52 years after its capture, the orca Lolita could return to its mother in the Pacific

MIAMI (AP) — More than 50 years after the orca known as Lolita was captured for public display, plans are in place to bring her from the Miami Seaquarium to her native waters in the Pacific Northwest, where a nearly century-old endangered killer whale believed to be its mother is still swimming around.

An unlikely coalition involving the theme park owner, an animal rights group and an NFL owner-philanthropist announced the deal at a press conference Thursday.

“I’m thrilled to be a part of Lolita’s journey to freedom,” Indianapolis Colts owner Jim Irsay said. “I know Lolita wants access to open waters.”

Lolita, also known as Tokitae, was about 4 years old when she was captured in Puget Sound in the summer of 1970, during a time of deadly orca roundups. She spent decades performing for paying crowds before falling ill.

Trainer Marcia Hinton pets Lolita, a captive killer whale, during a performance at the Miami Seaquarium in Miami, March 9, 1995. An unlikely coalition of a theme park owner, an advocacy group for animal rights, a mayor and a philanthropist who owns a The NFL team announced on Thursday, March 30, 2023 that a plan is in place to bring back Lolita – an orca who has lived in captivity at the Miami Seaquarium for over 50 years old – in its native waters in the Pacific Northwest. (Nuri Vallbona/Miami Herald via AP, file)

Last year, the Miami Seaquarium announced it would no longer hold shows with her, under an agreement with federal regulators. Lolita – now 57 years old and weighing 5,000 pounds (2,267 kilograms) – currently lives in a tank that is 80 feet by 35 feet (24 meters by 11 meters) and 20 feet (6 meters) deep.

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The orca thought to be his mother, called Ocean Sun, continues to swim freely with other members of their clan – known as the L pod – and is believed to be over 90 years old. This gave supporters of his release optimism that Tokitae could still have a long life in the wild.

“This is a step towards restoring our natural environment, fixing what we have messed up with exploitation and development,” said Howard Garrett, chairman of the board of the advocacy group Orca Network, based on Whidbey Island in Washington State. “I think she’ll be delighted and relieved to be home – it’s her old neighborhood.”

The agreement between Irsay; Eduardo Albor, who runs The Dolphin Company, owner of the Seaquarium; and Florida-based nonprofit Friends of Toki, co-founded by environmentalist Pritam Singh; still faces hurdles in obtaining government approval.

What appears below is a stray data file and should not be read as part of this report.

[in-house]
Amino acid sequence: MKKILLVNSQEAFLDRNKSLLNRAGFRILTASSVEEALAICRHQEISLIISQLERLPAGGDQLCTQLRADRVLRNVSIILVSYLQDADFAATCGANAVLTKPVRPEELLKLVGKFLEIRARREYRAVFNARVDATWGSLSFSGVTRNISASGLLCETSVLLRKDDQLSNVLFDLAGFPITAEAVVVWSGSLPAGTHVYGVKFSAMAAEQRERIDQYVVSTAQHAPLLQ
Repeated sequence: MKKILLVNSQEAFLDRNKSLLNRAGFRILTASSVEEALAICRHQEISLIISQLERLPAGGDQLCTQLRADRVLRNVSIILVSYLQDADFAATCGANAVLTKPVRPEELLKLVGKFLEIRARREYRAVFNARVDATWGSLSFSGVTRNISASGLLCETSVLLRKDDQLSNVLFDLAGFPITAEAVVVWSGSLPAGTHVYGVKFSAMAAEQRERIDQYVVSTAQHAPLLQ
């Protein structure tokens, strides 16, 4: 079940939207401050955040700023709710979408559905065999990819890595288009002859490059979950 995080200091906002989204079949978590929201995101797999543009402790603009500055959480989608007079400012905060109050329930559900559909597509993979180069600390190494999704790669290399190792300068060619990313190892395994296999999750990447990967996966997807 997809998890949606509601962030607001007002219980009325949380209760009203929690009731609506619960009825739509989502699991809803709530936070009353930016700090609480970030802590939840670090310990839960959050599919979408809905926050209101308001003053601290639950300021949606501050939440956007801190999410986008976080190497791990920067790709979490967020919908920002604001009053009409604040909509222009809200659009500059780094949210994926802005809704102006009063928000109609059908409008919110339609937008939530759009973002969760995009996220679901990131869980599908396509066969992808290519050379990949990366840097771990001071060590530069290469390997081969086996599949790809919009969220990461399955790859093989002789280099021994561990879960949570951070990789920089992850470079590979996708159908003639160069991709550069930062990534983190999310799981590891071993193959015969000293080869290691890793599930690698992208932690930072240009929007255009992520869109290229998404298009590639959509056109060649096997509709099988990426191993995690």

The time frame to move the animal could be 18 to 24 months, the group said, and the cost could be as high as $20 million.

The plan is to airlift Lolita to an ocean sanctuary in the waters between Washington and Canada, where she will initially swim inside a large net while trainers and vets teach her how to catch fish.

She will also need to build muscle, as killer whales typically swim about 100 miles (60 kilometers) a day, said Raynell Morris, an elder from the Lummi Indian tribe in Washington who also sits on the Friends of Toki board.

“She was 4 when she was abducted, so she was learning to hunt. She knows her family song,” Morris said. “She will remember, but it will take time.

The orca would be cared for around the clock until it acclimated to its new environment.

Seaquarium keepers are already preparing her for the trip, officials said.

The Dolphin Company took ownership of the Seaquarium in 2021. It operates some 27 other parks and habitats in Mexico, Argentina, the Caribbean and Italy.

The legacy of the whale roundups of the 1960s and 1970s continues to haunt a distinct group of endangered salmon-eating orcas known as southern resident killer whales who spend much of their time in the waters between Washington and Canada.

At least 13 orcas died in the roundups and 45 were delivered to theme parks around the world, reducing Puget Sound’s resident population by about 40% and helping to cause inbreeding issues that remain a problem today. .

Today, only 73 remain in the southern resident population, which includes three family groups called pods, according to the Center for Whale Research on San Juan Island, Washington. That’s just two more animals than in 1971.

Animal rights advocates, including People for the Ethical Treatment of Animals, have long fought for Tokitae to spend his final years at home in a controlled setting.

Activists often demonstrate along the road that runs alongside the Seaquarium, which they have called an “abuse park”. PETA says it doesn’t want Lolita to suffer the same fate as her partner Hugo, who died in 1980 of a brain aneurysm after repeatedly hitting his head against the walls of the tank.

Albor said Thursday that when his company bought the Seaquarium, he and his daughter came as tourists. He said his daughter got upset watching the Lolita show, even as many others in the crowd cheered.

Her daughter told her “this place is too small for Lolita” and made her promise to help the orca if her company bought the park.

“It has always been our commitment at The Dolphin Company that we place the highest priority on animal welfare above all else,” Albor said. “Finding a brighter future for Lolita is one of our reasons for acquiring the Miami Seaquarium.”

Miami-Dade County Mayor Daniella Levine Cava called the relocation plan historic, saying, “So many people have hoped and prayed for this outcome for many, many years.”

The Seaquarium opened in 1955 in Virginia Key, east of downtown Miami. It features a variety of creatures including dolphins, sea lions, manatees, reef fish and sharks, and has been the filming location for 88 episodes of the TV series “Flipper” as well as films in the 1960s.


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